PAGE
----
Using Drones for Spray Application – Adoption Trends in US and Worldwide

Traditionally, aerial pesticide spraying worldwide has been done using conventional fixed-wing aircraft or helicopters with a pilot onboard. However, this is changing fast. Small, remotely piloted aircraft are being used to apply pesticides around the world, especially in East Asia (mainly China, Japan, and South Korea). For example, about 2,800 unmanned helicopters were registered as of March 2016 in Japan, spraying more than a third of the country’s rice fields. Although rice is the main crop treated with spray drones in Japan, use of drones to treat other crops such as wheat, oats, soybean, and other crops has been steadily increasing. According to one report, 30% of pesticide spraying in South Korea is done using drones.

Korea and Japan have used drones for years—mainly the single-rotor, remote-controlled helicopter. Their use of multi-rotor drones is much more recent in contrast to China who have experienced the most significant increase in use of multi-rotor drones for spraying pesticides. The first multi-rotor spray drone in China was manufactured in 2009. In 2016, 200 companies manufactured and sold over 169 different models of multi-rotor spray drones with total sales exceeding 10,000 units that year. China drone manufacturers continue to introduce one or two new models of their own annually, often with significant upgrades. Currently, China is by far the greatest user of small, multi-rotor drones. In 2020, China sprayed 64 million acres using small drone application technology. The next year (2021), acreage of cropland sprayed by drones increased to 153 million acres. Their drone crop spraying includes not only insecticides and fungicides, but also herbicides and defoliants. Although China’s spray drone use started in 2015, usage of drones to spray pesticides in all other countries as of 2024 only equals a small percentage of China’s current spray drone use. According to data from the country’s National Agro-Tech Extension and Service Center (NATESC), China had about 4,000 crop-protection drones in 2016. In 2021, more than 120,000 drones were used to spray pesticides on over 175.5 million acres of farmland across the country, and there were over 200,000 agricultural-drone pilots.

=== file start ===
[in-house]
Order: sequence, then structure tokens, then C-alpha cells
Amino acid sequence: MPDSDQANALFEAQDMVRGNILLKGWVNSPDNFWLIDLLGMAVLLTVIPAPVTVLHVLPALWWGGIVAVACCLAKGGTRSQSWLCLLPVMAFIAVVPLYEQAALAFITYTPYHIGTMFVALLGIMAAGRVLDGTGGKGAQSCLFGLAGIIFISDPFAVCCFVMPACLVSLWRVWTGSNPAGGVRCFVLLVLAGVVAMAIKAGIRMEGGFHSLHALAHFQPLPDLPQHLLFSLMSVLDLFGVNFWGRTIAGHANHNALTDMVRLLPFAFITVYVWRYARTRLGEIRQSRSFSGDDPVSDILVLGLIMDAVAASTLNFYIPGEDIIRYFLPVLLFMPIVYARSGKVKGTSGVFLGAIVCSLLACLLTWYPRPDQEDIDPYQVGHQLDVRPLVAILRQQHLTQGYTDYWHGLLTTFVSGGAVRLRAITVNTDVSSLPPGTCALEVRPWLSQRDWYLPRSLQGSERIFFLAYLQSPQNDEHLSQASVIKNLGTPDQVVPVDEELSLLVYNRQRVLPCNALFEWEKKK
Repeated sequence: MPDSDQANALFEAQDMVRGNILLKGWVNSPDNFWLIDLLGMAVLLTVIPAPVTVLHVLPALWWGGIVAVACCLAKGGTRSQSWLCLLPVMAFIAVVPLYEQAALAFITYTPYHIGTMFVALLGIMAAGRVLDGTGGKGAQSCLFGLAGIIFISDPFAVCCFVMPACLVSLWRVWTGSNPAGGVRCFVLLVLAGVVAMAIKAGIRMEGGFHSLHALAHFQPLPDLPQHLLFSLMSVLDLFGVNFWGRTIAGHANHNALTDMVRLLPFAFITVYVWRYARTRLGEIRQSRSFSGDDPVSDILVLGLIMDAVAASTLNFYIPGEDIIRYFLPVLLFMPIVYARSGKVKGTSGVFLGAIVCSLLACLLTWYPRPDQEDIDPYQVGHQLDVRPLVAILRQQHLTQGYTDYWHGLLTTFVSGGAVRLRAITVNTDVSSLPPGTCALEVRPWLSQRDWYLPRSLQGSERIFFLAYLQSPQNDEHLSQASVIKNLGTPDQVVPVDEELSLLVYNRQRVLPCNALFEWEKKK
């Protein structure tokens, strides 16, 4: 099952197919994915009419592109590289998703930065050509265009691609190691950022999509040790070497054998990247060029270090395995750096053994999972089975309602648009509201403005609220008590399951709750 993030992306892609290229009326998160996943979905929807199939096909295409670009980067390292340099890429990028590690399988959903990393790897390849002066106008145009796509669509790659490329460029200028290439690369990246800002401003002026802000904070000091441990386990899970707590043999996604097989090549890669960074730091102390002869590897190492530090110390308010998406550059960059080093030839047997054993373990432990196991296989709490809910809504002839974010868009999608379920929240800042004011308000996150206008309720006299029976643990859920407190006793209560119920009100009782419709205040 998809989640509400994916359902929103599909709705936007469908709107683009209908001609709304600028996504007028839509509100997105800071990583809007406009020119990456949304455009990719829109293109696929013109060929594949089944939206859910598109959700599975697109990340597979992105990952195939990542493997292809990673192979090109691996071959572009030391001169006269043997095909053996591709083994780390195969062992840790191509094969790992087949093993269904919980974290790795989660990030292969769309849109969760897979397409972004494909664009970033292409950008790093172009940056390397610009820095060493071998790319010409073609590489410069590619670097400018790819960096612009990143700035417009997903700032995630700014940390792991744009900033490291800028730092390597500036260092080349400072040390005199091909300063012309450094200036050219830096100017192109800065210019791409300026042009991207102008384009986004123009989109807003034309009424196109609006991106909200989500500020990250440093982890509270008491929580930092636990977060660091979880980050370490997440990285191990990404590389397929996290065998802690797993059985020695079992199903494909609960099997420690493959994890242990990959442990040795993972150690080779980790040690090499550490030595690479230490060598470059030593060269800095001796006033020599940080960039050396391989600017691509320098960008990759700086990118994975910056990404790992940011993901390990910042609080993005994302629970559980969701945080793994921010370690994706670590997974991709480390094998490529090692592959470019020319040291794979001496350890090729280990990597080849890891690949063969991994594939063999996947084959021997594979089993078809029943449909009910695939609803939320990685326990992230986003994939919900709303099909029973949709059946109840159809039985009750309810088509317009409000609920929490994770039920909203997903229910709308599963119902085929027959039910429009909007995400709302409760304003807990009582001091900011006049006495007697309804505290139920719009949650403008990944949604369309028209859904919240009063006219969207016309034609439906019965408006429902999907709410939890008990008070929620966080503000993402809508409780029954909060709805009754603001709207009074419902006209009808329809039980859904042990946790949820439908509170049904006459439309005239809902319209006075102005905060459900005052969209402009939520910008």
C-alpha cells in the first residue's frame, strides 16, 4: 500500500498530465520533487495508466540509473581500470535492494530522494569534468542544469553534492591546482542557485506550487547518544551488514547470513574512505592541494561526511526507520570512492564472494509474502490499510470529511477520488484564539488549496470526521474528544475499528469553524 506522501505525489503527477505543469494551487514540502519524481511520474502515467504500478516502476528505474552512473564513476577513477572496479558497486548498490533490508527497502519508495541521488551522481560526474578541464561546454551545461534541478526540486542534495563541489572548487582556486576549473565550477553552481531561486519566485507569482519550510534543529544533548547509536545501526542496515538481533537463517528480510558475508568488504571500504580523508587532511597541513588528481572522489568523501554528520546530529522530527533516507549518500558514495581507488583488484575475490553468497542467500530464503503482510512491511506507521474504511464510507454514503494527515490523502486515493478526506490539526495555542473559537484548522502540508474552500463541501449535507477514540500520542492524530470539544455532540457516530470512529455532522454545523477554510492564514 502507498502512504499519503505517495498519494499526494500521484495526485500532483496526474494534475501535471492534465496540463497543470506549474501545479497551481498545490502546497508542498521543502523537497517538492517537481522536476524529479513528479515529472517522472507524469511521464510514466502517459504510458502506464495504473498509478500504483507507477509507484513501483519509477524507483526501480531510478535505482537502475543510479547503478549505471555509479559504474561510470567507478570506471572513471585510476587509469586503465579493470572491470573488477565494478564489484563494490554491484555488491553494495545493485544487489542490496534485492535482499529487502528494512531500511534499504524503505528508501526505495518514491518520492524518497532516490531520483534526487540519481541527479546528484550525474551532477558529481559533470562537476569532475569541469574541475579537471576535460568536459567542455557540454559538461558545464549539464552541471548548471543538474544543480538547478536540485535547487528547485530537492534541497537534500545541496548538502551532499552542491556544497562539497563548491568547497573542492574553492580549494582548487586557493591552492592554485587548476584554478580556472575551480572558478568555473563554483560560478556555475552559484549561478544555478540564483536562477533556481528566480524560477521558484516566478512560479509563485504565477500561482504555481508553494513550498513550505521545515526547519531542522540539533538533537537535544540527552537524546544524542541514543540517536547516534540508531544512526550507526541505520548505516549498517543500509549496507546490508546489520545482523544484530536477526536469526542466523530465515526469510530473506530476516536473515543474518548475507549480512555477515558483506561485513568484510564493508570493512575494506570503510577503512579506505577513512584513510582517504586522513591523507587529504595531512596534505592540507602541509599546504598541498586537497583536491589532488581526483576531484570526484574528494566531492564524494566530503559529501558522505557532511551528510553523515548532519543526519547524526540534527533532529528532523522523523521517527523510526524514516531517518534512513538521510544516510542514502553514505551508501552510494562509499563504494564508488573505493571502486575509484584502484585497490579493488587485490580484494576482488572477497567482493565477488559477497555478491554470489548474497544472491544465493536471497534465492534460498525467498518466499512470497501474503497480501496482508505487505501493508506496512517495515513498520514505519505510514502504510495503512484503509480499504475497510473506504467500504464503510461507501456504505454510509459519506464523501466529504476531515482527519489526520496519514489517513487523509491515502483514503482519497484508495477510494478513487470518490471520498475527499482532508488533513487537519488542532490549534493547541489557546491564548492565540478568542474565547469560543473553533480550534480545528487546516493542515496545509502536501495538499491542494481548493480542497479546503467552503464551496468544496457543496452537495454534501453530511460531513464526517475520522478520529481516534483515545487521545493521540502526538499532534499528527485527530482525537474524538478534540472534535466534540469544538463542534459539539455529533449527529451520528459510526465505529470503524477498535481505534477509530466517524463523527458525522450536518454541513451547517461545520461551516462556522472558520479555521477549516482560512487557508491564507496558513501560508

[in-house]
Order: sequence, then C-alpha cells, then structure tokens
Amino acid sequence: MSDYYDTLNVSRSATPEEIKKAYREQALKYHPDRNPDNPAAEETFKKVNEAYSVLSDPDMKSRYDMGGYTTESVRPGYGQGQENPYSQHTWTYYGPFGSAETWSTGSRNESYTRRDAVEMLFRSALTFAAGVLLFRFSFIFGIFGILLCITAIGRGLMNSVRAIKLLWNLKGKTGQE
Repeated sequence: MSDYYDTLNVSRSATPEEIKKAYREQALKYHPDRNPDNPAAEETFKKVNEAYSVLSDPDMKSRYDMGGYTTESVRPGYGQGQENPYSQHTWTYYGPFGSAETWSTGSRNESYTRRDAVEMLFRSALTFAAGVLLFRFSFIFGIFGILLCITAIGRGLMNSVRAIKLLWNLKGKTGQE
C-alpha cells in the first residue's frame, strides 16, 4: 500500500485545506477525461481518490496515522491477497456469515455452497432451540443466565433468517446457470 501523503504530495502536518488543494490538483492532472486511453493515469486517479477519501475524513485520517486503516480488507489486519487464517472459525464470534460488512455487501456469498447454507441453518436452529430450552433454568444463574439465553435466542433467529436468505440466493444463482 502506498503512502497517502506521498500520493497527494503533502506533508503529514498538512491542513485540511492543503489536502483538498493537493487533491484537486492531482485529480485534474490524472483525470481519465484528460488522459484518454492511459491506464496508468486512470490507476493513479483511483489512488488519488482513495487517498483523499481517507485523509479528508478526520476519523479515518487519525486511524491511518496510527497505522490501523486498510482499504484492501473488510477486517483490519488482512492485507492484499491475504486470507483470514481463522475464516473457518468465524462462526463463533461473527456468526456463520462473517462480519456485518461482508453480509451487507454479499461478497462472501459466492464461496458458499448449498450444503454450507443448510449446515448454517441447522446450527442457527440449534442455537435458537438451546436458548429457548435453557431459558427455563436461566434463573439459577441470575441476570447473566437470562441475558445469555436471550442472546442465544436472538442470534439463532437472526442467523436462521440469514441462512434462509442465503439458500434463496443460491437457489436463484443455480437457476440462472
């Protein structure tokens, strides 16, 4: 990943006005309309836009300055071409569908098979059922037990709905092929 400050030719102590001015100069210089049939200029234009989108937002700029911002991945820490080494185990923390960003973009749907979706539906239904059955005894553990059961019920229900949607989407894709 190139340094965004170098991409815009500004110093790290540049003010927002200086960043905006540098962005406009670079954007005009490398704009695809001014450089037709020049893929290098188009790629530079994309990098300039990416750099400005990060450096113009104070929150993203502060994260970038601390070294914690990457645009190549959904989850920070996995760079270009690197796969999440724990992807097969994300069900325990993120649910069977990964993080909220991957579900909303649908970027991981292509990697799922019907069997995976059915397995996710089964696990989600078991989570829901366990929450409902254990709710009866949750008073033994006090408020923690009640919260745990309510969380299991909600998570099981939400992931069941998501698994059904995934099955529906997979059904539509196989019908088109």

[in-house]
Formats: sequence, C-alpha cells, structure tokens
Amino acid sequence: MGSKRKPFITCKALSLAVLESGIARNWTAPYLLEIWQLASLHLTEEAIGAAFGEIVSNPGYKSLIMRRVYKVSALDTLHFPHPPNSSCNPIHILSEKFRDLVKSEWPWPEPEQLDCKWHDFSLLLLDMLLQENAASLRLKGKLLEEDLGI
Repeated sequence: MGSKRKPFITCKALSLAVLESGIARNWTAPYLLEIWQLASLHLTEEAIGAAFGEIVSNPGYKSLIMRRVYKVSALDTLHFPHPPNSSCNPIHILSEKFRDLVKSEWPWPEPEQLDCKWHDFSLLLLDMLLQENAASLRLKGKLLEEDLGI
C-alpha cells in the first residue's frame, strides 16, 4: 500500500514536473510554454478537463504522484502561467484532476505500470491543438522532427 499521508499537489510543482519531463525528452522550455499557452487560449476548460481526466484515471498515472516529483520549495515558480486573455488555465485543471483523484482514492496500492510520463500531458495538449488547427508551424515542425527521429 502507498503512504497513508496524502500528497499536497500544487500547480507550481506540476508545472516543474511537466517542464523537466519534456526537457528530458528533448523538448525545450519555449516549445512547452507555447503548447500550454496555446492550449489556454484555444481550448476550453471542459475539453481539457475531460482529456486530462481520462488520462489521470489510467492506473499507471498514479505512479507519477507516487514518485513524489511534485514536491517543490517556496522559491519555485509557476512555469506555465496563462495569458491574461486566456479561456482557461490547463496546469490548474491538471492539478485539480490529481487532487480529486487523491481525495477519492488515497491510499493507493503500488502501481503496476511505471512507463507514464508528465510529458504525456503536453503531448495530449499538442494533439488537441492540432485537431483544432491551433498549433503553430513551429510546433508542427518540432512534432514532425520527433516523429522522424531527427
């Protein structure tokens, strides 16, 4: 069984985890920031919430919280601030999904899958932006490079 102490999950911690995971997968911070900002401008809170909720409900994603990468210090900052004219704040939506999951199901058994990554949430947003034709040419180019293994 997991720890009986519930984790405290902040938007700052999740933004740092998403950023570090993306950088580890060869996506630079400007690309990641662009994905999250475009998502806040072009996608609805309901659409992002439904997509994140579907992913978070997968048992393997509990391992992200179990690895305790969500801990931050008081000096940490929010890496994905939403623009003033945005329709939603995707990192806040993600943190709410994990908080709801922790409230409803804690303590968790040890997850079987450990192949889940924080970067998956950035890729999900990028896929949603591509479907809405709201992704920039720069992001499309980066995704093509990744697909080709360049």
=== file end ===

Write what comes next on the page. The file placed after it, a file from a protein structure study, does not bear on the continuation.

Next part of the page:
Using drones for spraying pesticides is attractive for many countries around the world mainly for five reasons: (1) The topography or soil conditions do not allow the use of traditional ground sprayers or conventional agricultural aircraft, (2) airplanes and helicopters are not available or are too expensive to use. (3) drones more efficiently spray small, irregular-shaped fields which are the norm in most countries, (4) spray drones significantly reduce the risk of applicators being contaminated by the pesticides (backpack sprayers, which pose significant health risk to their users, are the most preferred spray equipment in many countries), and 5) lack of stringent regulations to operate spray drones.

In contrast, drone spraying is in its infancy in the United States because many of the reasons for adoption of drones in other countries don’t apply to US agriculture. We have large fields which makes use of sprayers with huge booms reaching 120 ft in length economically feasible. For example, the average area of agricultural land per farm entity in Japan is less than one-sixtieth of the average farm in the USA. The terrain in where agriculture is practiced in the USA is relatively flat conducive to using conventional manned aircraft or ground sprayers with large booms. However, the interest in using drones to spray pesticides is steadily increasing. According to the data provided by a leading company in the USA providing spray drone services, the number of acres they sprayed with drones increased from only 1,000 in year 2019 to near 200,000 acres in 2023. Ohio is ranked #2 among the top 10 States (slightly behind Iowa) in acres sprayed by this leading spray drone company. Major reasons for this increase include: 1) more frequent occurrence of wet grounds in the spring which prohibits operating traditional large ground spray equipment, 2) reduction in the number of conventional manned aircraft making the timely application of pesticides more difficult when ground conditions require aerial application, 3) recent technological advancements in spray drone designs are allowing operators cover larger areas per hour of operation, 4) FAA is approving exemption requests (such as maximum payload capacity, and night spraying) coming from drone operators at a much faster pace, and 5) cost of using spray drones compared to ground spraying is becoming extremely competitive and even lower in some areas.

A newly-revised OSU Fact Sheet (FABE-540) entitled “Drones for Spraying Pesticides—Opportunities and Challenges” expands on why spray drones may be the choice for aerial spraying, the challenges that reduce their usage by pesticide applicators, recent developments in spray drones, operating characteristics of spray drones, and best spraying practices when using drones. This publication is available free of charge from Ohio State University Extension at

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